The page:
If you can’t beat them, avoid them?
This appeared to be Beckman Coulter’s strategy a couple of weeks ago when it decided to buy Peoples Genetics’ constant denaturant capillary electrophoresis technology.
The technology, which enables researchers to identify gene mutations in large pools of DNA, will enable Beckman to compete with Applied Biosystems — the “gorilla in the sequencing market,” according to Beckman treasurer Paul Glyer — without actually going head-to-head with the company.
The acquisition, which effectively gutted Peoples Genetics, is also intended to help Beckman sell the newly acquired SNPStream genotyping platform, and will mean that Beckman now will be facing off against Transgenomic.
In the short term, Beckman’s plan is twofold: to integrate Peoples Genetics CDCE technology into its CEQ 8000 gene sequencing platform, and to make the SNPStream platform a favorable companion to the CEQ product line, company officials said. Long term, Beckman would look to use both technologies to identify markers, validate them, and market them as molecular diagnostics.
“One of the things I wanted to accomplish out of [the technology acquisition] was to expand the menu of the CEQ instrument so that we have an instrument that somebody can [use to] do mutation discovery,” Mike Boyce-Jacino, head of strategic affairs at Beckman, told SNPtech Reporter this week.
The CEQ platform already performs gene sequencing, heterozygote detection, confirmatory sequencing, mutation analysis, SNP scoring, microsatellite instability, and amplified fragment length polymorphism fingerprinting. The company’s genetic-analysis and high throughput-screening businesses — which house the CEQ and SNPStream platforms — comprise 25 percent of revenues generated by Beckman’s Biomedical Research Division, which in turn accounts for around 30 percent of the company total receipts, according to Beckman president and CEO John Wareham. Both platforms sell to just 5 percent of the $840 million gene-sequencing and SNP-genotyping markets.
Boyce-Jacino said the CDCE technology, which he called a “front end population-characterization tool,” is upstream of the SNPStream technology, and that it will complement the genotyping instrument. For example, once the CDCE technology is integrated with the CEQ, scientists will be able to sequence desirable gene fragments, scan the populations for SNPs, or characterize the samples via fragment analysis.
“You don’t know what the marker might be,” he said, describing a typical scenario in which a researcher might use the two platforms. “You need to discover what [the marker] is, but you don’t really have a sense of where in the gene of interest it might be, and you don’t want to ... sequence a couple of thousand people. This way you pool everybody together, you run it on the CEQ, [and] if you see a particular kind of peak … you can tell that there is a variation in a particular sequence. Then you can look at the individuals in that pool in a much more constructive way,” he said.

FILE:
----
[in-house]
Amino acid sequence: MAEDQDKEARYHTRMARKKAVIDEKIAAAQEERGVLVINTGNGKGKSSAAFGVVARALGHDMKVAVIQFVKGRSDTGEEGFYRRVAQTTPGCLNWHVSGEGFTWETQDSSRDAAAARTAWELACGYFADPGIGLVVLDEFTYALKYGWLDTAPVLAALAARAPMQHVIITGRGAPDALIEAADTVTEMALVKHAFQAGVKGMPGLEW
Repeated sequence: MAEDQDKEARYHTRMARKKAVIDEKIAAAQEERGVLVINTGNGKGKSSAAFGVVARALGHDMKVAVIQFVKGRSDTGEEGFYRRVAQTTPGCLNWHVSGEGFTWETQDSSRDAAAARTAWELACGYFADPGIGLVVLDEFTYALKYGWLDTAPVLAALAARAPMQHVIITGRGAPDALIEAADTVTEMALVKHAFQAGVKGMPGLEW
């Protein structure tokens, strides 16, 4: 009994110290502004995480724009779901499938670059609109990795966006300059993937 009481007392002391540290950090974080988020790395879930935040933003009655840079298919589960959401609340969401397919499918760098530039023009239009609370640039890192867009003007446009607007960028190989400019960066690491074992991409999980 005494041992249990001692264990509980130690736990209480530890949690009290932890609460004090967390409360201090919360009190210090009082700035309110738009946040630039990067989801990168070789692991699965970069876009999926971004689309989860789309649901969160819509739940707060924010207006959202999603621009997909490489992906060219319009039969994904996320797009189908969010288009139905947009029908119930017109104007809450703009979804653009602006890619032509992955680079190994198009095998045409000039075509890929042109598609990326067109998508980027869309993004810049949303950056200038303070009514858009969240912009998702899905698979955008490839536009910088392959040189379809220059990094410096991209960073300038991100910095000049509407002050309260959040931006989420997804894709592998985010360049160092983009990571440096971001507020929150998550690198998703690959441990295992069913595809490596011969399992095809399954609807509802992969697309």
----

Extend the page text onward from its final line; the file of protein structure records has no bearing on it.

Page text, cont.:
“If you’re looking at large groups of cases and controls, you want to look for a few individuals who are carrying mutations that seem to associate with whatever phenotype you’re looking at,” said Boyce-Jacino. Today, researchers often must sequence every individual for those genes of interest, or have a hypothesis-driven analysis of known SNPs. “It’s really hit or miss,” he said. “The idea here is that you go in and find whatever’s there — however rare [the mutation] is in that population — and then go back and characterize those variations.”
Boyce-Jacino stressed that Beckman does not plan to marry CDCE with SNPStream. Rather, the company wants the CEQ line to complement the genotyping tool. “The intent is that people who do any mutation discovery on one platform can use the other platform,” he said. “We’ll move SNPStream over time … to look at higher density arrays … for high-throughout population analyses. But CEQ will be for focused discovery and characterization tools.”
Boyce-Jacino said Beckman expects to begin selling the newly integrated CEQ platform next fall. He stressed that though the CDCE technology will initially be integrated into the CEQ 8000 instrument, Beckman intends to study “how best to append” the Peoples’ Genetics technology into Beckman’s overall CEQ product line. (Before buying the CDCE technology, Beckman tested it on its CEQ 8800.)
Boyce-Jacino said rivals will be companies like Transgenomic, which he called the “primary competitor in the space today.” Customers will be reference labs, especially those studying rare mutations.
The Peoples Genetics acquisition represents the second of two linchpins that Beckman has been cultivating as it makes strides downstream. Like George Bers, Beckman’s vice president of systems biology, said, the CDCE technology will give Beckman “the opportunity to gain market share in downstream molecular diagnostics and pharmacogenomics testing.”
The first linchpin, of course, was Beckman’s acquisition last year of Orchid’s Life Sciences division, which contained the SNPStream product line and various pharmacogenomics-related odds and ends [see SNPtech Reporter, 1/17/03].
“We’re positioning Beckman … in the systems biology space, providing that sort of holistic strategy,” said Boyce-Jacino, who had been Orchid’s chief science officer and vice president of its now-defunct Life Science division. “And in genomics, [Beckman is] looking at how information is discovered, characterized, and utilized, and trying to make sure we have [tools] for each of those steps. We’re trying to target these acquisitions … to allow us to handle the needs of the customers across that spectrum.”